When I think about design, everything is design, and everyone experiences design every day. Be it a utensil, a car, or a city; it’s something that is experienced by everyone. Good design should be part of shaping something or engages people around something they have in common. A building, a neighborhood, or a park, whatever it is, it causes us to speak to each other, to reconsider an idea that makes us think differently, or bigger than we could imagine initially.  

Design always feels limitless and exciting, and it’s a communal activity that allows us to open up, share, and here other’s thoughts and ideas. The Collaborative makes that really easy to do. The process makes all feel involved, safe, and comfortable in expressing oneself. Bright Common has been influenced by the Collaborative’s community engagement process. I came out of school with an idea of how community engagement should go. I think the Collaborative has been a great teacher in how to do that well, and the folks who made up our TELC design team were also great teachers in sharing methods for an open community engagement process. 

There has been a consistent call for more equitable practices within the design profession and how the AEC industry engages with the communities served in recent years. What role/impact has equity played in your personal practice, the profession as you see it, and the goals and/or mission/purpose of Bright Common? 

I’m very grateful to be working at a studio whose work is mostly based in Philly and most of the work is within walking distance of where we practice. It’s really rare, and it makes us design buildings that we walk past for years and still need to be happy about. It’s not just about how the building looks on the outside.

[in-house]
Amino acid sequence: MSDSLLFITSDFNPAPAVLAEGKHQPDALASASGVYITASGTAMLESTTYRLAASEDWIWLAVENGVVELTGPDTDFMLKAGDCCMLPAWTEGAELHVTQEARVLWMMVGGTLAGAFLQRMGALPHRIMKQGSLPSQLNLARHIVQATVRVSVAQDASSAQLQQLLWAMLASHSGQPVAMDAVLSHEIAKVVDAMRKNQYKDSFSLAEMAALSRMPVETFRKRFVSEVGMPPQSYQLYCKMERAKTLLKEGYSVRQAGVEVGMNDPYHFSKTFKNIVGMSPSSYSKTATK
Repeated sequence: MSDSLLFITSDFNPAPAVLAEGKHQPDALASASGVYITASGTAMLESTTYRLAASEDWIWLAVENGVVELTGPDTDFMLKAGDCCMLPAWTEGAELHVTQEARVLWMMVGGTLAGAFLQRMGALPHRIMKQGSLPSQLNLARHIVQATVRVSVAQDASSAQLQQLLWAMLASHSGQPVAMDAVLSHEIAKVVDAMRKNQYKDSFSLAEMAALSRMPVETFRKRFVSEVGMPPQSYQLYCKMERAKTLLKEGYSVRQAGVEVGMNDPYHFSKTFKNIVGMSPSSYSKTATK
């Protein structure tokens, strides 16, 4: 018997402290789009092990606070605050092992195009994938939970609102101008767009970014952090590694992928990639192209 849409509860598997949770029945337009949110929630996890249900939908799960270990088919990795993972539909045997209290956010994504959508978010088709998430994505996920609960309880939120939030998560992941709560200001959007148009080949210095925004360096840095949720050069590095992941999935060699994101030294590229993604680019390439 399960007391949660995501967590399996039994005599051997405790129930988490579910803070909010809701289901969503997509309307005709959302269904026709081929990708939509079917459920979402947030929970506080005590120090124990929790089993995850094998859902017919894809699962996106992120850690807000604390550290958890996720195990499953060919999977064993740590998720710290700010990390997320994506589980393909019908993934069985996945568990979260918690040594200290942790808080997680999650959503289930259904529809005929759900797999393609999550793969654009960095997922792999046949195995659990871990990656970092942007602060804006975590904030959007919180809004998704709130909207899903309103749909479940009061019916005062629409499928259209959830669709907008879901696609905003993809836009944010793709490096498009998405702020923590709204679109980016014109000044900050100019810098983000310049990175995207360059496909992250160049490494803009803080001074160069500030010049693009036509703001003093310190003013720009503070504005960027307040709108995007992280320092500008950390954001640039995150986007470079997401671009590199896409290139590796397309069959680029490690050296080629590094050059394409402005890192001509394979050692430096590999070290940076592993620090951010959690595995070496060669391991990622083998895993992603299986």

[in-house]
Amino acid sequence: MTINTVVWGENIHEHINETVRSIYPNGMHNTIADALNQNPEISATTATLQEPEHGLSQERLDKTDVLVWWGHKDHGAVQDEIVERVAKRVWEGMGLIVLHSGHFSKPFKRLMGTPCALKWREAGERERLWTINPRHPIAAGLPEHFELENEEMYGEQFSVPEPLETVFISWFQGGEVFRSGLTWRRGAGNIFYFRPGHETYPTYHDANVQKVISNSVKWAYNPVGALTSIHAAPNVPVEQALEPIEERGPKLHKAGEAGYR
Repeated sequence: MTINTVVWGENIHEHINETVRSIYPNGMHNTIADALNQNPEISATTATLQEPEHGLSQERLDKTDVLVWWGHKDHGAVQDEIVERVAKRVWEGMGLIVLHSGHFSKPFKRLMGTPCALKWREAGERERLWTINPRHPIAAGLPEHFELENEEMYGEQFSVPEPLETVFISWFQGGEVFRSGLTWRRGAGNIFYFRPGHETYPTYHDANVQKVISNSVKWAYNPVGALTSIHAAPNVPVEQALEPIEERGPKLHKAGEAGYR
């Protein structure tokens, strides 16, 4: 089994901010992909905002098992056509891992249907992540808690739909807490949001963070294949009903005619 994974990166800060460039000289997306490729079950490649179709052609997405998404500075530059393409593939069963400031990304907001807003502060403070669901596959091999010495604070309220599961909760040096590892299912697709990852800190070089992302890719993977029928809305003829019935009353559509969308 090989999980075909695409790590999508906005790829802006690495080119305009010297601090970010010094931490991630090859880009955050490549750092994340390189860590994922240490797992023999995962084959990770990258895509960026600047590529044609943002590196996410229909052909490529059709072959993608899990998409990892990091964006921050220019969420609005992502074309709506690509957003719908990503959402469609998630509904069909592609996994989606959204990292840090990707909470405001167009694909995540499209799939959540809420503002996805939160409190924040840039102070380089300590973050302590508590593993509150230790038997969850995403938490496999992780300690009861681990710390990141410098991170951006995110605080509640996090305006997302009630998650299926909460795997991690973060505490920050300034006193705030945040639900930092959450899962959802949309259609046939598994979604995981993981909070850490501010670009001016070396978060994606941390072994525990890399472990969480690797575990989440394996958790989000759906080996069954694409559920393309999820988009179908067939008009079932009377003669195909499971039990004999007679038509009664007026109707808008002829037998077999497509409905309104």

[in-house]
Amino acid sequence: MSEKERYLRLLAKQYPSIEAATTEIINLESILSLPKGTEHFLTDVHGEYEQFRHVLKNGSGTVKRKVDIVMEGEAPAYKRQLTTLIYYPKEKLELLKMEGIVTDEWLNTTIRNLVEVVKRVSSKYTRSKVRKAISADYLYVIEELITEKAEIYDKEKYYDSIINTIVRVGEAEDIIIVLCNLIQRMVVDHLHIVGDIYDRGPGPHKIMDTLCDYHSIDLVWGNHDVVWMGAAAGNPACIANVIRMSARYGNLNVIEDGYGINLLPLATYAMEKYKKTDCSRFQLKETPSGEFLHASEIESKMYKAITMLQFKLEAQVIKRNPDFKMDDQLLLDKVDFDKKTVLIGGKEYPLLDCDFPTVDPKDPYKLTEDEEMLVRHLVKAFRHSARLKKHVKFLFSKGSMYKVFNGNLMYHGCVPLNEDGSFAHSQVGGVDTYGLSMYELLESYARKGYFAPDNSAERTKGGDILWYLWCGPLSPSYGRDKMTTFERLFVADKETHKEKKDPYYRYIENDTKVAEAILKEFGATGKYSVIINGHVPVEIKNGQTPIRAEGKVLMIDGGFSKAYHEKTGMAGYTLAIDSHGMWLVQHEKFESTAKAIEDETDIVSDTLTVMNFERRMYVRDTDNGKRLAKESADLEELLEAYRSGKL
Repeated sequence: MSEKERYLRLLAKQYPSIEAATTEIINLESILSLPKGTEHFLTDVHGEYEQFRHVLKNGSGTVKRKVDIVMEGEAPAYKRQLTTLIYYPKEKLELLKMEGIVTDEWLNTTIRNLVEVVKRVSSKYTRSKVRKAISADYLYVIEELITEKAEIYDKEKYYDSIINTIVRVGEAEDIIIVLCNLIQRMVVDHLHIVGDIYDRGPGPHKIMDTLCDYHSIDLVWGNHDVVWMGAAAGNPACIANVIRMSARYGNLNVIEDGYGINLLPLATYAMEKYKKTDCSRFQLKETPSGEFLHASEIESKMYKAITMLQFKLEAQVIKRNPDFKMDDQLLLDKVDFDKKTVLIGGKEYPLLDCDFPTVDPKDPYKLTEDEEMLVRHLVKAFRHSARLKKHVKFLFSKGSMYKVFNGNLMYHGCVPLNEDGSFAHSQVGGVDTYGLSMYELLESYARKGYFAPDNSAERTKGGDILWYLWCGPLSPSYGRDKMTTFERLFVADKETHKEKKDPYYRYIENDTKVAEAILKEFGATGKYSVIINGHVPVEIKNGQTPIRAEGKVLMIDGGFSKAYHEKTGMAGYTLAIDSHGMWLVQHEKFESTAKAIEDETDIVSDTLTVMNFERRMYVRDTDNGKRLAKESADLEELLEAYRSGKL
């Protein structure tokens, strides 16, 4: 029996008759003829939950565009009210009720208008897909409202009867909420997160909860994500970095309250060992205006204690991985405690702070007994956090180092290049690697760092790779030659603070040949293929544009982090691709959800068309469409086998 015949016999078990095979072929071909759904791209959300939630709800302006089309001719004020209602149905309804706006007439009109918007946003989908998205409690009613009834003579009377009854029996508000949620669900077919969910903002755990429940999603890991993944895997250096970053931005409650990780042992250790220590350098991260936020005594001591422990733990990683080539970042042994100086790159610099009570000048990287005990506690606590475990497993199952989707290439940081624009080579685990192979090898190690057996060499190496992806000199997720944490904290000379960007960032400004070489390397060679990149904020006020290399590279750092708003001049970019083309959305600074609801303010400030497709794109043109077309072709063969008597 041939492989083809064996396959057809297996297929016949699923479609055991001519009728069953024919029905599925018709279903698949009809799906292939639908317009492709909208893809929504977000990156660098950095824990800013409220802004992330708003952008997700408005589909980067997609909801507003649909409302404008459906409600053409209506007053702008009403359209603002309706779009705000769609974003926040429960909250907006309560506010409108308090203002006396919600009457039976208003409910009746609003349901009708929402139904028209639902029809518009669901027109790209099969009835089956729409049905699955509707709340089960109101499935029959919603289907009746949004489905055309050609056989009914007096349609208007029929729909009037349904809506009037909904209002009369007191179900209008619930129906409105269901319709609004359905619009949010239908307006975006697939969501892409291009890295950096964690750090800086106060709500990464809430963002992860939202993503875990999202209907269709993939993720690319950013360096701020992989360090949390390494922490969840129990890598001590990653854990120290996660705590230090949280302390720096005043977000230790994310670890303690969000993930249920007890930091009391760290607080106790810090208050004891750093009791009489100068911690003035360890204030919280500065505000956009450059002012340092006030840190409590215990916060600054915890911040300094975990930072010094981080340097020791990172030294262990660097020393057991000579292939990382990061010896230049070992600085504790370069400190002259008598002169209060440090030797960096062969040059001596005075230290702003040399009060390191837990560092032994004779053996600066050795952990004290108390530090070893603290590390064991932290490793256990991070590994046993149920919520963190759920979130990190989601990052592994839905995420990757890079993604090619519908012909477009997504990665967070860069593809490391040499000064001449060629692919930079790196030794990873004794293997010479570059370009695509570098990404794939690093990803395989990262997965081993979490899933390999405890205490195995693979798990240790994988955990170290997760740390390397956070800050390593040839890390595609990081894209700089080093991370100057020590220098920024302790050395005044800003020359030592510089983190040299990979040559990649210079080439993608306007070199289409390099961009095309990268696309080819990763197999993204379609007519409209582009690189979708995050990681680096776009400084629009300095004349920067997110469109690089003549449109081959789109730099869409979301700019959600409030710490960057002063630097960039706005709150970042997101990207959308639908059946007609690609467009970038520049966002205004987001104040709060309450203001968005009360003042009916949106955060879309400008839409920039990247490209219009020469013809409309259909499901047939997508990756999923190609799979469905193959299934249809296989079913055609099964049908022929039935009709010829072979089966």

We have projects that make use of existing structures contained with wonderful things inside. A headquarters for community org, or play-based space for community kids; those programs that are housed in buildings that look a certain way already are not always about capital ‘A’-Architecture. What about everything else? What’s inside the walls, are those materials healthy for the people inside the building who spend most of their day there? Are the building systems resilient in the times we’re facing, changing weather patterns? Who is in the building?  

Bright Common is always been looking at and trying to answer those questions. When we do that, yes we happen to make interesting looking buildings, but all those other things are jsut as significant as the outer to us. The AEC industry needs to do better at making a practice of hiring designers or creating designs that are accessible to all. It shouldn’t be a luxury industry, as it’s considered now. Working in Philly, where the past two years, there’s been all these major social issues that have come to the surface and needed to surface for so long, has to impact our practice. We must do our best to listen to those talking about and sharing their experiences within these disparities and lending our trade as support and service.